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Harmony in the contemporary period (20th-21st centuries) is different from the common practice period. Composers sought to create new sounds, breaking away from the tonal system of the past 300 years. Harmony became an easy target for composers given that so many intervals chord types did not fit the tonal systems of the past. Builing chords based on 2nds and 4ths became common. Various scales led to the use of chords considered "difficult" in the common practice period. Whole-tone scales led to more broad use of augmented chords. The octatonic scales led to the use of diminished triads, sevenths and ninths in ways that were not possible in a tonal setting. The use of multiple chords, and even keys, at the same time became common as well.
Note that many of these examples do not use key signatures. Because of the extended use of chromatic notes, it became easier in many cases to just add alterations, even when a tonal center or mode is implied.
Harmony built on seconds - These are often referred to as cluster chords. They are just stacked seconds. These are commonly found in the music of Henry Cowell, Charles Ives, and other early 20th century composers.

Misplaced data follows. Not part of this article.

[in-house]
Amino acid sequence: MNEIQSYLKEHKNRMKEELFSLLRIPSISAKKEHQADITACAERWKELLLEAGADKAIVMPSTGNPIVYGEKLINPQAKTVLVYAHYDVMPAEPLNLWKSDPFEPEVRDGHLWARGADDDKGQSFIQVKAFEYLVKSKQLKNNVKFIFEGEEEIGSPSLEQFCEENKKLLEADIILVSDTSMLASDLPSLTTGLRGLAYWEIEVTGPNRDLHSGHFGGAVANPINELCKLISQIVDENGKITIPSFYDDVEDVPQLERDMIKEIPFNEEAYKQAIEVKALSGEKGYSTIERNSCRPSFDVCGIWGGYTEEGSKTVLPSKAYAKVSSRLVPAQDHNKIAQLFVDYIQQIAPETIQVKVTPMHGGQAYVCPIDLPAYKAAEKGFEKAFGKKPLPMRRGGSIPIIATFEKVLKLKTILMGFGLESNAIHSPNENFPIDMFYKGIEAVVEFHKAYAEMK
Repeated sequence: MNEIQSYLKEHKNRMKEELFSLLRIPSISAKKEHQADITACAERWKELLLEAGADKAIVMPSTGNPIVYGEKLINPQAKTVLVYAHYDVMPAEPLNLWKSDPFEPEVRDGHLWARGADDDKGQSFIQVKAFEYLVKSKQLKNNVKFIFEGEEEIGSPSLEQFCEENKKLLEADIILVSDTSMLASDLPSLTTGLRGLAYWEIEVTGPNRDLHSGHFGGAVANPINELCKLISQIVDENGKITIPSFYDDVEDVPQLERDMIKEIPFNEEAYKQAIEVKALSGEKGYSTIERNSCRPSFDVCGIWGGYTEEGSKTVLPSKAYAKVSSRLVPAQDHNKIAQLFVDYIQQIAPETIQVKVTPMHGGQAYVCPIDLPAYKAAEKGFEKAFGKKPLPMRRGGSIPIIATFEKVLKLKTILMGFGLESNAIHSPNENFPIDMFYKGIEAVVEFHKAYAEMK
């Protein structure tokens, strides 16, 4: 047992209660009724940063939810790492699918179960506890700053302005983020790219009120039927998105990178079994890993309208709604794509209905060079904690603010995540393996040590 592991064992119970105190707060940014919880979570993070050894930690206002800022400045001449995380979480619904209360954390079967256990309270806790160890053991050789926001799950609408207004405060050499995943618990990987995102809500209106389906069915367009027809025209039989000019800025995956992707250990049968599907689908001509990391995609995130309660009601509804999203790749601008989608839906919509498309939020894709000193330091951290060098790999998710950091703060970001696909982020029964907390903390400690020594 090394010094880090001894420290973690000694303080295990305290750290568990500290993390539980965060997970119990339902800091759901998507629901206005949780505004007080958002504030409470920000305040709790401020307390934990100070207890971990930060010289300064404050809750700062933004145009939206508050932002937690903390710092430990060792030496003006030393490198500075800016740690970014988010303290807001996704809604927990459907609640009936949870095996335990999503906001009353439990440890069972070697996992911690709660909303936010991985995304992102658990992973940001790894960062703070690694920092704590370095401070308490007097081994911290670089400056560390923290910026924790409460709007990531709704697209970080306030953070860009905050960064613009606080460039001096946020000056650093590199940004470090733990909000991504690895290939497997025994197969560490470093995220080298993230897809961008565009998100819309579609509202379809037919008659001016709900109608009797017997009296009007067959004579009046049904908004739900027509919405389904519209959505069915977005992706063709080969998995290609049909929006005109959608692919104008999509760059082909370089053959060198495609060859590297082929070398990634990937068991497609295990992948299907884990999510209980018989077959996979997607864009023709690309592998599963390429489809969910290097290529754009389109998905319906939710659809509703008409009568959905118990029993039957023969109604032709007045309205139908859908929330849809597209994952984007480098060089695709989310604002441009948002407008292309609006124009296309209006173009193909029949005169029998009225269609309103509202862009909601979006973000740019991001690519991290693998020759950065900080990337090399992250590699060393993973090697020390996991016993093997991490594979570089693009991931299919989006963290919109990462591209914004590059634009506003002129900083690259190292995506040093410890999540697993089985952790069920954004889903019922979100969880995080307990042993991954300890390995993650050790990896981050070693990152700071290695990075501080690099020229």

(Audio examples to come)
Harmony built on 4ths (and by extension, 5ths). Quartal music is built on both perfect 4ths and tri-tones. It can be used in both melody and harmony, as shown below.
Polychords are when two different chords are sounded at the same time, such as E major and B-flat major. A famous example is the "Petrushka chord," which is an F# major chord over a C-major chord. Other possibilities can occur as the examples below show.
Polytonality occurs when two or more tonal centers are played at the same. For instance, a Clarinet playing in concert G and a trunpet playing in concert D-flat (see Ives).